Scrap yards and junk yards are full of cars that have valuable pieces just waiting to be found. Car lovers across the nation scour these yards to find car bodies, fenders, bumpers and accessories. However, not everything in a junk yard is worth salvaging. For example, recycling fiberglass comes with some functionality and even health risks.
A fiberglass corvette just sitting in a scrap yard seems like the perfect restoration project. The car can be repainted, reupholstered and with a new engine, can be quite the ride. But that corvette has been sitting in the sun, and the fiberglass has begun to weaken.
As if sitting in the sun isn’t bad enough for the car, it is also vulnerable to the elements. A cold climate means that car has sat through rain, snow and ice all of which can weaken the fiberglass as well as affect the coloring and shape. So although that corvette looks like a fun fix-up, the body isn’t as safe or secure as they used to be.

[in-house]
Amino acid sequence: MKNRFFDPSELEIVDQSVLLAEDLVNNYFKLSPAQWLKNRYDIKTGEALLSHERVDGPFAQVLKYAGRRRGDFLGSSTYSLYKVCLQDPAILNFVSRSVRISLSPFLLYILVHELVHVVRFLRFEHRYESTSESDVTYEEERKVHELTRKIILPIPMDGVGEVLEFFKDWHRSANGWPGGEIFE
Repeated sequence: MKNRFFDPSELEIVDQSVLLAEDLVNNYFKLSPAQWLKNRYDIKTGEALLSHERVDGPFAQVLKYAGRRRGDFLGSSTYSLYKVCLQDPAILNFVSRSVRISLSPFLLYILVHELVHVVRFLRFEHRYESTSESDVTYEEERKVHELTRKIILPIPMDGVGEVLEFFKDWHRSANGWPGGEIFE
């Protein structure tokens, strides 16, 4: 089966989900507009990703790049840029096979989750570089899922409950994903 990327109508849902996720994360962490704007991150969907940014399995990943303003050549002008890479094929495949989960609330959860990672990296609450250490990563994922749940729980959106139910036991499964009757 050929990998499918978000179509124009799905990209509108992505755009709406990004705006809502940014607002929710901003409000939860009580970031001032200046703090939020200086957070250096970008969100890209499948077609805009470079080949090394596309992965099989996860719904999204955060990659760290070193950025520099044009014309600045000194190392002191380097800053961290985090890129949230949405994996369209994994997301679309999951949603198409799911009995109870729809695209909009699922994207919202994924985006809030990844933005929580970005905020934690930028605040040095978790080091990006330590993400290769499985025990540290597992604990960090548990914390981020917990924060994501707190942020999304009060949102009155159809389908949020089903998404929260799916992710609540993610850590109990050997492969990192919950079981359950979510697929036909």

Fiberglass, simply glass-reinforced plastic, is used to construct cars, boats, hot tubs, surfboards and more. Unlike metal is can be easily manipulated into any type of shape and is a much cheaper material to use in production. Unfortunately, if not well maintained and cared for, the glass fibers deteriorate over time. Especially cars with older fiberglass before strict material regulations were in place.
Because of its strength but being efficiently lightweight, fiberglass has been and will continue to be used to create a variety of products that we use every day. Restoring a fiberglass car can be a tempting project, but its important you know the risks before paying the junk yard to take it home and for all the supplies needed to turn it into your dream car.